Many of us have heeded the siren call. “Come to Spain! (Or Vietnam! Or Tahiti! Or some other exotic country!) Play your instrument on an international stage! Vacation while you work for food! We won’t pay you, but it will be a blast! And a great networking opportunity! And good exposure!”
As someone who got duped into playing one of those tours in the mid-90’s, I urge extreme caution should you choose to accept any overseas tour.
In my case, the lure was a trip to sunny Spain.
I had just left a full-time job, had some money saved, spoke passable Spanish, and had friends in several of the cities on the itinerary.
At the time I got the call, I had been planning a short getaway to Europe anyway. I thought, why not incorporate this tour into a working vacation, save some money on hotels and food, and play a few concerts? Never mind that it didn’t pay. Never mind that there was no contract. It will be fun.
I could not have been more wrong.
The musicians were mostly students, the conductor incompetent, and the food inedible. Hotels were two stars at best. Imagine endless hours on a bus in 100-degree heat, sleep deprivation and greasy food, and you will only start to get the picture.
Our concerts started at 10 p.m. – and sometimes 11. Often we didn’t return to the hotel until 2 a.m. or later. People became sick and behaved badly, as human beings are apt to do when they have no control over their environment. At one point, the orchestra left a cellist at a rest stop in the middle of the desert and no one noticed for three hours.
This kind of thing is still going on. I recently heard of a “freebie” tour of Korea that went out last summer. Sadly, it all sounded too familiar.
The orchestra, which goes under the name New Jersey Philharmonic (not to be confused with the New Jersey Symphony Orchestra), was supposed to supply room and board.
Unfortunately, “room” one night was a stay in what appeared to be a whore house, complete with assorted sexual paraphernalia in plain sight.
“Breakfast” consisted of a cookie.
Busses had no bathrooms. The orchestra played two, sometimes three concerts a day. Rehearsals were often scheduled between concerts, and at times the orchestra played four services in one day.
Remember, this was all for no pay.
Musicians became sleep deprived, were poorly nourished and became ill. One musician said: “I finally left the tour an emotional and physical wreck, at considerable personal expense.”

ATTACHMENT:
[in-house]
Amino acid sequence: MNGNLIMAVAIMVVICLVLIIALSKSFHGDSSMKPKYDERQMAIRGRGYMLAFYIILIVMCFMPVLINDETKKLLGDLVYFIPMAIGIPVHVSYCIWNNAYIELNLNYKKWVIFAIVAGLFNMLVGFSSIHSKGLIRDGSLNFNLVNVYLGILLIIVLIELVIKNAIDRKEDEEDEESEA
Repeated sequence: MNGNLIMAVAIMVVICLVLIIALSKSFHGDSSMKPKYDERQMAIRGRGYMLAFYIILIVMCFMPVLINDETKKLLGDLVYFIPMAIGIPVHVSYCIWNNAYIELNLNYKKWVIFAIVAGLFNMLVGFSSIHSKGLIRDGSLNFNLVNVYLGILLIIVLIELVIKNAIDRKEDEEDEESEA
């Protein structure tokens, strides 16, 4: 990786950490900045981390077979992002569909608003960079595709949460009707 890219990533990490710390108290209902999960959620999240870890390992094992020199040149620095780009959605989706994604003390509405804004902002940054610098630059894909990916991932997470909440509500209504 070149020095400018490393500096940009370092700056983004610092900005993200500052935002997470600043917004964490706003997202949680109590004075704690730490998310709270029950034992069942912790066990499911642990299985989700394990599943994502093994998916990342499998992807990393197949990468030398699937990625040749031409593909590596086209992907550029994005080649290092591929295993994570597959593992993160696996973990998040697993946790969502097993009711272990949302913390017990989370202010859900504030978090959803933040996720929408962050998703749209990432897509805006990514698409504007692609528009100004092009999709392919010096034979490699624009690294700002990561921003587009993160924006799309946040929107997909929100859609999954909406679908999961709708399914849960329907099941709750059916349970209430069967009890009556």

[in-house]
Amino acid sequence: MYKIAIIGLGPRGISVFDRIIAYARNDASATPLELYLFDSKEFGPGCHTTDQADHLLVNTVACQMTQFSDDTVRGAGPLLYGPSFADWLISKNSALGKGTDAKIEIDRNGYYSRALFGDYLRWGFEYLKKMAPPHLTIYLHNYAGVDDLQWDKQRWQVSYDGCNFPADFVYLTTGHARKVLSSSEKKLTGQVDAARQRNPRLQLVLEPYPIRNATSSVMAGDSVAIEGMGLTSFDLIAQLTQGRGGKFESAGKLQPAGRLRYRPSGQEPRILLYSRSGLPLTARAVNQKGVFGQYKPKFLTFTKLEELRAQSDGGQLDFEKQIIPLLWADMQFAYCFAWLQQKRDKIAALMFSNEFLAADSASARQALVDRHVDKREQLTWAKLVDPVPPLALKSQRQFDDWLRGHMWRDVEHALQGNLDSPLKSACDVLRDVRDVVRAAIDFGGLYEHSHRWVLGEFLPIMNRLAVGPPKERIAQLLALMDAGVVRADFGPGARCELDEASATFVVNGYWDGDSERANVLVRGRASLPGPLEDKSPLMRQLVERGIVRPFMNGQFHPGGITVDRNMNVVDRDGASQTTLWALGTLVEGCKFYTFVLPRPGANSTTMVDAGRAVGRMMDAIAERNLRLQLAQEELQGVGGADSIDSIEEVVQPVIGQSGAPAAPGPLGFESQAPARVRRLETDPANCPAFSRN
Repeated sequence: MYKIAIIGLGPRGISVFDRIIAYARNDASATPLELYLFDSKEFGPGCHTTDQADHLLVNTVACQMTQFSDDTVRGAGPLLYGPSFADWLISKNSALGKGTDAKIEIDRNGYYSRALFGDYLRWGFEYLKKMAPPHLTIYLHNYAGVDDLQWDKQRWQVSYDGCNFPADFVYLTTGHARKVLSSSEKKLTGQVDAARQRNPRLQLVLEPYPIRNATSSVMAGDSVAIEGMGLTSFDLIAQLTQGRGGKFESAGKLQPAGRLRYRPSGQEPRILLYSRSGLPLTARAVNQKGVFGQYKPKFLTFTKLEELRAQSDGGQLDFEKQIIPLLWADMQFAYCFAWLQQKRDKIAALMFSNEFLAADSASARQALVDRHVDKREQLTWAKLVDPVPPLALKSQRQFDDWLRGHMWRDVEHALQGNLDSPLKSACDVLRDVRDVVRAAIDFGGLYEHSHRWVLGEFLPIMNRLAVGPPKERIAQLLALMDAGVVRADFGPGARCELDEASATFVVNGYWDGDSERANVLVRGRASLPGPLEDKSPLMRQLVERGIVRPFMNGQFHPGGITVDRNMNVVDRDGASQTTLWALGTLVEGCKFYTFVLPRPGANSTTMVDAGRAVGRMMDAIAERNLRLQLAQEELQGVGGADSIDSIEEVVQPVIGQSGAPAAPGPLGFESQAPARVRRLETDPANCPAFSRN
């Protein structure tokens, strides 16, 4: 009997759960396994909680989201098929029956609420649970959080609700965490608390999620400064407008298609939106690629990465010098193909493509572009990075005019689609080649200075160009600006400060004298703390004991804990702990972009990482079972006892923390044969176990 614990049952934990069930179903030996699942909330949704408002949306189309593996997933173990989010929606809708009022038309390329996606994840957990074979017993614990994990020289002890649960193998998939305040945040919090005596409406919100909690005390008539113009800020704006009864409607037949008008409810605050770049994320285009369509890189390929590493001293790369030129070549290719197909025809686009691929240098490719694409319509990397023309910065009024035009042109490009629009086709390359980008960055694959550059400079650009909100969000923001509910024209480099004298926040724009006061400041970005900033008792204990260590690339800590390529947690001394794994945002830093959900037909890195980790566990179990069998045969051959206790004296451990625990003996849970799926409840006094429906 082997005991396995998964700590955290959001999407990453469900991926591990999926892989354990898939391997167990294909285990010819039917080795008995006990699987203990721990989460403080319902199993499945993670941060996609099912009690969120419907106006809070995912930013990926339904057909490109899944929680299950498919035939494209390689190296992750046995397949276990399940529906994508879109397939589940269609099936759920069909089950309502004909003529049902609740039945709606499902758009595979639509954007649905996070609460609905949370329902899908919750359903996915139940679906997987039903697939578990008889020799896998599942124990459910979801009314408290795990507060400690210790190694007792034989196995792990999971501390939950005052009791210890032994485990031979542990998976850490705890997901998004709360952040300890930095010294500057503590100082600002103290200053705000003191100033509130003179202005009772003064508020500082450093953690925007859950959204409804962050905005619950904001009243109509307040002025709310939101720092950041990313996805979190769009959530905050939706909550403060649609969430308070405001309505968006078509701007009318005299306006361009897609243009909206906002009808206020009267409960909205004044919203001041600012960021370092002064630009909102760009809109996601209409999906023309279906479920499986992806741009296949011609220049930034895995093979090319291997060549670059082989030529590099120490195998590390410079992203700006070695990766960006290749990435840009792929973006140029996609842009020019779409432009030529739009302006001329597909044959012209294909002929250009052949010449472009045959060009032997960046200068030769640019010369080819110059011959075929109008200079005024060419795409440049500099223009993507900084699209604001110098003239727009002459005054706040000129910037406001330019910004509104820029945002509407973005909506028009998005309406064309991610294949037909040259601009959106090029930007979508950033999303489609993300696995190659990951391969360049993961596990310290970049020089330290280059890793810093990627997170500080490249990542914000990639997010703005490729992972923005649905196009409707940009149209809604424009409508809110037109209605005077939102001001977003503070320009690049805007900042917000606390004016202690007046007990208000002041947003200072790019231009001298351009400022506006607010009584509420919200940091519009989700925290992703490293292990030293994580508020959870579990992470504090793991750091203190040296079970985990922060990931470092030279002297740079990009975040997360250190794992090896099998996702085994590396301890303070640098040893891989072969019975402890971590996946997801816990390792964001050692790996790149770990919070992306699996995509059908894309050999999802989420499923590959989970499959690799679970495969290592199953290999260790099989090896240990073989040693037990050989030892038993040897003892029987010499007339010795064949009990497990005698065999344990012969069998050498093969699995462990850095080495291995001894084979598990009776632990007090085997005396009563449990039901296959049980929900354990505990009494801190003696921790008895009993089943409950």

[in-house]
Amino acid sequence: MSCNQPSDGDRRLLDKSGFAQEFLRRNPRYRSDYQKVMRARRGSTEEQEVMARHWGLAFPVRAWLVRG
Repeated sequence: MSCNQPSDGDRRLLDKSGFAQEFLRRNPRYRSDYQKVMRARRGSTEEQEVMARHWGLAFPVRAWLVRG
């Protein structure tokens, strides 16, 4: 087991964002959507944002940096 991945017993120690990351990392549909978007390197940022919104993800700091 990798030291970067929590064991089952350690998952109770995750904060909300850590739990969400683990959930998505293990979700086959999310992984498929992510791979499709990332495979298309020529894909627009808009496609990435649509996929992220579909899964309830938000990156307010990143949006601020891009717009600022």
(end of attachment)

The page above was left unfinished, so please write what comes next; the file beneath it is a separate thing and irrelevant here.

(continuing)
The musician had to be hospitalized upon returning to the U.S and still suffers from panic attacks as a result of this ordeal.
According to Steve Gelfand of the AFM’s Department of Touring, inquiries regarding unpaid foreign tours are on the rise. “Call the AFM, talk to the touring department – before the tour,” Gelfand told Allegro. “After the fact, there is nothing we can do.”
Although the incidents described above were truly terrible, tours can be wonderful and lucrative experiences. I hope that the musicians who played on the Korean tour last summer do not become discouraged from accepting another tour, as the positive aspects of touring can be genuinely life-changing. But one must proceed with caution and eyes open. For every legitimate employer, there is an unscrupulous management eager to take advantage of musicians’ fantasies, youth, desire to play, and goodwill.
TOURS: A SURVIVAL GUIDE
As soon as you leave U.S. soil, all bets are off. The types of legal protections we enjoy here are not universal.
There are steps you can take to prepare yourself before you leave:
1. Before you sign or agree to anything, call the AFM’s Touring Department at (212) 869-1330, ext. 231. The department may have information on the employer’s history and any problems that may have occurred in the past with the group. They can also explain Pamphlet F which contains helpful touring guidelines.
2. Research the country you will be visiting as if you were going by yourself. Never rely on management to take care of everything. Make sure your cell phone and ATM card will function in a foreign country. Often, ATM codes have to be changed to accommodate different keyboards.
3. Learn essential phrases in the local language. Do not assume you will find an English speaker everywhere you go. Familiarize yourself with local customs, etiquette, and currency ahead of time.
4. Make sure your health and instrument insurance is up to date and valid for foreign travel.
5. Compile a list of addresses, phone numbers, and e-mail contacts of embassies, consulates, and any friends or relatives who reside in the places you are visiting.
6. Do not rely on the pre-tour itinerary. It will change. Expect changes and go with the flow – it will save you untold stress.
7. Never turn your passport over to management for “safe keeping.” This is a common ploy used in an attempt to essentially hold you hostage to the tour. Always leave a copy of your passport with someone at home. In case of loss or theft, a copy can help expedite the replacement process.
8. Have an exit strategy and don’t be afraid to use it if conditions become unbearable or dangerous. Have enough money available to purchase a ticket home.
9. Even if food is provided, expect to buy some meals, particularly if you have special dietary needs. Keeping healthy by getting enough sleep, eating right and exercising is absolutely essential for your mental as well as physical health.
10. There is strength in numbers. If you are feeling frustrated about something, chances are good that others feel the same way. Bringing the issues to management as a group is much more effective than one person having to bear the entire burden.
11. Most important, have some fun. Get away from the tour, sight-see and talk to locals. Proceed with caution, and – with a bit of luck – you can avoid becoming the next horror story!